Business as Usual?
Despite the climate of violence and impunity in Honduras, the Lobo administration is moving ahead with plans to establish a Truth and Reconciliation Commission, one of the terms of the San Jose – Tegucigalpa Accord.
According to the “Human Rights Platform,” a coalition of the Honduran human rights organizations, the conditions do not exist for a Truth Commission to carry out its mandate, given the on-going violence against members of the Resistance, the government’s failure to address the problem, as well as the fact that state officials linked to human rights violations have not been removed from office. The Platform also points out that the Truth Commission does not meet international standards, including prior consultation with victims and their civil society representatives.
Nevertheless, the U.S. and Canadian governments have endorsed both the Lobo administration and the Truth Commission process, despite the serious concerns raised by Honduran civil society organizations.
In March, U.S. Secretary of State Hillary Clinton announced that the “crisis has been managed to a successful conclusion” and “without violence.” Clinton praised Lobo for having “moved quickly to implement many of the recommendations from the San Jose-Tegucigalpa Accord,” including the “establishment of the Truth Commission.”
Canada also supports the Truth Commission. Canadian diplomat Michael Kergin has been appointed to the five-member Commission, which will be headed by former Guatemalan vice president Eduardo Stein. Minister of State for Foreign Affairs Peter Kent congratulated Kergin on his appointment, stating, “Canada strongly supports the creation of the Truth and Reconciliation Commission. The Commission is essential to advancing the process of national reconciliation and dialogue across all sectors in Honduras.”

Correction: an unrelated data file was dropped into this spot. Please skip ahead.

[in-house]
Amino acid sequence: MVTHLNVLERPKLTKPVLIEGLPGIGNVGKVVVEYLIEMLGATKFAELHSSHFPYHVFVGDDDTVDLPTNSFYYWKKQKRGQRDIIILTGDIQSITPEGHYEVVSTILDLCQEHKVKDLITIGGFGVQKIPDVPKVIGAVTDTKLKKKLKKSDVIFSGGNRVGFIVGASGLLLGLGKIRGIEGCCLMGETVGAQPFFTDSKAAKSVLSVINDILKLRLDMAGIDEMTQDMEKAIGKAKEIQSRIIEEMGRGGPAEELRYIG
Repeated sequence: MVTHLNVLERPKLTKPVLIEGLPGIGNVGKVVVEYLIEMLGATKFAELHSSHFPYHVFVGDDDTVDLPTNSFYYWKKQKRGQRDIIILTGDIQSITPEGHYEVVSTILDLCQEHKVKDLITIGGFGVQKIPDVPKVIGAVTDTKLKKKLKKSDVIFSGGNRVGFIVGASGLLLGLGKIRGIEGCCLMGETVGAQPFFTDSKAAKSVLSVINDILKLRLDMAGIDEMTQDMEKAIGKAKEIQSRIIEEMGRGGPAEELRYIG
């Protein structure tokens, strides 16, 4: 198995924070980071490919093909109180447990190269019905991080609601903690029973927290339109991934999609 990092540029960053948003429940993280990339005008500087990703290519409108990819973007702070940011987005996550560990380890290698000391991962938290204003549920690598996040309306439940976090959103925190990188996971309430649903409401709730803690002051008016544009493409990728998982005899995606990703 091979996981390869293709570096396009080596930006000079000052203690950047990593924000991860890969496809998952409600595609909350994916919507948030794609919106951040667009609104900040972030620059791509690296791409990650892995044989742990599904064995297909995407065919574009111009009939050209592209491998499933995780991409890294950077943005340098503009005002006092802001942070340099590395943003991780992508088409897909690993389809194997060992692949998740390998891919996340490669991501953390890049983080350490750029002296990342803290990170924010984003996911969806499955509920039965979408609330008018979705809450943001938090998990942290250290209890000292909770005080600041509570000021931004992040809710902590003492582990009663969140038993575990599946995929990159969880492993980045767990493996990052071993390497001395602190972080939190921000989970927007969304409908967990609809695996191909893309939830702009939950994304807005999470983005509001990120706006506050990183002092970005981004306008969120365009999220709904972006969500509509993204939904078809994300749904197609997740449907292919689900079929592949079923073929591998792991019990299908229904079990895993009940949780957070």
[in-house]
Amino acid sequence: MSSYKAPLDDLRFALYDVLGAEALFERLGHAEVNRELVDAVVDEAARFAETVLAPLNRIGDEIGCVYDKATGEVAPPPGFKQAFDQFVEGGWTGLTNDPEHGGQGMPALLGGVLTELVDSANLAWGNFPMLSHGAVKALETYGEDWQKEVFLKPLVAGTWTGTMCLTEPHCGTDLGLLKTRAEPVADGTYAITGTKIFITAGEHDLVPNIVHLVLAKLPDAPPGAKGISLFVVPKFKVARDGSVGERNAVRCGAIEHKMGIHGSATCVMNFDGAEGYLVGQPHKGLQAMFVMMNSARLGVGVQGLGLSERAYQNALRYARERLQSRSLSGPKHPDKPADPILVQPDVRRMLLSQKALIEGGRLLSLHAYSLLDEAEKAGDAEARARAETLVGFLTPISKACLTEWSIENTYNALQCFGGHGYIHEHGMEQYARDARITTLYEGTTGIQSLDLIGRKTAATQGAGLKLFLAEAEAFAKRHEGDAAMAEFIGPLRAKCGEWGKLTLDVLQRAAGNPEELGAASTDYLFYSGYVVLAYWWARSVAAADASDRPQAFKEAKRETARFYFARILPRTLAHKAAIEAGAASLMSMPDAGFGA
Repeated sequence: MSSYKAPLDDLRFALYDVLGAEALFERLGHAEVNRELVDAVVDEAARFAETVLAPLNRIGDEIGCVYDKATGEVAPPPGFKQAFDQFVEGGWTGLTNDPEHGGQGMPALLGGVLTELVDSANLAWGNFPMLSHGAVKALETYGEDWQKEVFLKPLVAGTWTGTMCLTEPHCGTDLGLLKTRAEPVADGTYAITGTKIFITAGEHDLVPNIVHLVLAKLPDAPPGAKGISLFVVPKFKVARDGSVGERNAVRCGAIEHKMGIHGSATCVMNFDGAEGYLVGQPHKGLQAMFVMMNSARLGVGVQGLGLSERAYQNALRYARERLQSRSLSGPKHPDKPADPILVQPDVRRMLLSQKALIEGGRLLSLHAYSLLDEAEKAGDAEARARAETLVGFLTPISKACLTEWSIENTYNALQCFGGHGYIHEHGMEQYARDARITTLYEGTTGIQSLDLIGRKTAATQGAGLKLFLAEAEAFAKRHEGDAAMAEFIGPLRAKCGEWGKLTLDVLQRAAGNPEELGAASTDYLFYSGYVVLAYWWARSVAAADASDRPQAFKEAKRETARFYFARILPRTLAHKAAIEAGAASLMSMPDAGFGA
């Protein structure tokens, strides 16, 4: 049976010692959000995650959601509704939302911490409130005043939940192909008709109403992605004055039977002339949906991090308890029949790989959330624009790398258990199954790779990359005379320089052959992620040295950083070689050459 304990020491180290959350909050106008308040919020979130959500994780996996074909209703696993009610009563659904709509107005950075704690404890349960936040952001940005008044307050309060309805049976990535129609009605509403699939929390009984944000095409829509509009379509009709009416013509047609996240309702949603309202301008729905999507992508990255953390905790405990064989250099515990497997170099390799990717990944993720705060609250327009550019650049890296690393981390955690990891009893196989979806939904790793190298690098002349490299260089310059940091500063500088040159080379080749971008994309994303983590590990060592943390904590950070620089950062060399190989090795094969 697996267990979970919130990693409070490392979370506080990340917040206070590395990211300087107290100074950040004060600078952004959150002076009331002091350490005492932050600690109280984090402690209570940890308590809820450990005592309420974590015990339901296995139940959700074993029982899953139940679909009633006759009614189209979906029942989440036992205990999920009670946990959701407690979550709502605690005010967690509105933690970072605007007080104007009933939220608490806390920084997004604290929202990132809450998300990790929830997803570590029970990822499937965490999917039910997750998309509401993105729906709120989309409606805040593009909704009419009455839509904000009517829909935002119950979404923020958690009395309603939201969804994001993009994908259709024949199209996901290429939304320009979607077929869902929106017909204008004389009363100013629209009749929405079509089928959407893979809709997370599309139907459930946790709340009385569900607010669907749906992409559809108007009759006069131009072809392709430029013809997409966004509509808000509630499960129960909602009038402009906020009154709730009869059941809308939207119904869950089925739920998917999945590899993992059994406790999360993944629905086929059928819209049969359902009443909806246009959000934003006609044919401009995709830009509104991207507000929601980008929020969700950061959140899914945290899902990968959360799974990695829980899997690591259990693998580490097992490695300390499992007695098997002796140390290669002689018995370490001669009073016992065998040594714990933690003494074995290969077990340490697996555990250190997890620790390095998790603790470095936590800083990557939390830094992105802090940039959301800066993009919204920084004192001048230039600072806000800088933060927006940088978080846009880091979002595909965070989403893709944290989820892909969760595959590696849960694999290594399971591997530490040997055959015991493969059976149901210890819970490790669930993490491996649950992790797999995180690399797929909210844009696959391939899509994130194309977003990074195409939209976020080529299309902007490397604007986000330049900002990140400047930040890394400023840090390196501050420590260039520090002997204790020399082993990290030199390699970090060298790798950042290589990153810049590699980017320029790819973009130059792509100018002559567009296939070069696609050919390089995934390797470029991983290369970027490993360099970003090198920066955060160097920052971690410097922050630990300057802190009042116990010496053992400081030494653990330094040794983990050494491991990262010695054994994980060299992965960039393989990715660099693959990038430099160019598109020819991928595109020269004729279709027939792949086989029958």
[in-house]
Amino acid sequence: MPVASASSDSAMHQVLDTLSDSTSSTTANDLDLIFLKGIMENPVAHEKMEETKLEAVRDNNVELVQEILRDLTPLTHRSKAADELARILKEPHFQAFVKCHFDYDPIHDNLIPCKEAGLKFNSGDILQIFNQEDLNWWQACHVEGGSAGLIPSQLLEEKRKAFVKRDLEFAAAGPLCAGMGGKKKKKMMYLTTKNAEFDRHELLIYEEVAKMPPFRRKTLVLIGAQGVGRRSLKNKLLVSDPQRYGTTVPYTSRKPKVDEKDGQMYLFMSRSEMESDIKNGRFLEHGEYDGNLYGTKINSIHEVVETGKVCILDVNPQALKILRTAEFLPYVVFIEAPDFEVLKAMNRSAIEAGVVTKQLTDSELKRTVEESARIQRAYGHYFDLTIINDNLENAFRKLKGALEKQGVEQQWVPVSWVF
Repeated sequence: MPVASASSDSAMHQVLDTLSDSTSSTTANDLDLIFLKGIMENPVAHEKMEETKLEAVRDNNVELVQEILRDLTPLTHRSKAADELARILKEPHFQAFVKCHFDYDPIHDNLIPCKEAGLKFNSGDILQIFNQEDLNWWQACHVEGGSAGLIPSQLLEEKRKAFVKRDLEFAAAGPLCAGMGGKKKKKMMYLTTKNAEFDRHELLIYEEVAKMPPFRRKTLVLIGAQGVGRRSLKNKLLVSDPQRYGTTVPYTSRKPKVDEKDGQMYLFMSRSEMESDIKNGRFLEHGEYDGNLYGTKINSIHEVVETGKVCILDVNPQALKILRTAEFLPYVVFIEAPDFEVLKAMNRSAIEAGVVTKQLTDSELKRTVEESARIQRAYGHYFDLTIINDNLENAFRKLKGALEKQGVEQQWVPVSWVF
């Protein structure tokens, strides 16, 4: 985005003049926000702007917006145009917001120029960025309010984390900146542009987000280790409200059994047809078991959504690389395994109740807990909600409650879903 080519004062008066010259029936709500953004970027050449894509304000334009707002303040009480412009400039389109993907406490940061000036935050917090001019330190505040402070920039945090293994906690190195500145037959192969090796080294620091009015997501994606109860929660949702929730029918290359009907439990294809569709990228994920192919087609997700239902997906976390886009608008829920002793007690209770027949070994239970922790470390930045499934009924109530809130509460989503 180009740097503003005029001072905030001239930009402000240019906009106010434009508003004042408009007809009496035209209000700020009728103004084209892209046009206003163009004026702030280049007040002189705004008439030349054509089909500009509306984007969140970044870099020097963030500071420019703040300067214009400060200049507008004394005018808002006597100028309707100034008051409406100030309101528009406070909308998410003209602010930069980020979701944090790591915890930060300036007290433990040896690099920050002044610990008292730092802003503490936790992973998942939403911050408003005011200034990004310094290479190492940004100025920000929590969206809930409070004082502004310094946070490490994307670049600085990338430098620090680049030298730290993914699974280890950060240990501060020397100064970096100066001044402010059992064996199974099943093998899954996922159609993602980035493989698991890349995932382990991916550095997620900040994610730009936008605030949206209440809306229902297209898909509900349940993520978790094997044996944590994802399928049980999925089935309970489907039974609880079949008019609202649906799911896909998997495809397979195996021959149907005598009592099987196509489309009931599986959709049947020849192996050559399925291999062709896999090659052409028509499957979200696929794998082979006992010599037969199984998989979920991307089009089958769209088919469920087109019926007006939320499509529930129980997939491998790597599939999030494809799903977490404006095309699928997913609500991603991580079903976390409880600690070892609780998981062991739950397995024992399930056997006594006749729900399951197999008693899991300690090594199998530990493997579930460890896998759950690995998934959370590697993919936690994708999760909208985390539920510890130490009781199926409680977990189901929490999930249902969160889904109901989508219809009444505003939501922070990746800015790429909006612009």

On March 17, a letter was sent to the U.S. Congress from 40 U.S. human rights, peace, and faith-based organizations questioning the official U.S. position and urging them to take a second look at what is happening in Honduras.
Despite the repression, the resistance movement shows no sign of retreating. The National Popular Resistance Front, the umbrella organization which has brought together students, women’s groups, campesinos, indigenous peoples, LBGT activists, and Afro-Hondurans, has committees in villages, towns and urban neighbourhoods throughout the country
The Resistance is beginning to gather signatures on a petition in support of their plan to hold a Popular National Constituent Assembly on June 28, the one year anniversary of the coup. It has also announced plans to transform itself into a political party before the next presidential elections in 2013, with its demand for a Constituent Assembly to draft a new Constitution front and center in its platform.
To read a recent briefing from the Americas Policy Group of the Canadian Centre for International Co-Operation (CCIC), see “Honduras: Democracy Denied,” with recommendations to the Government of Canada.
This was first published in Maquila Solidarity Update.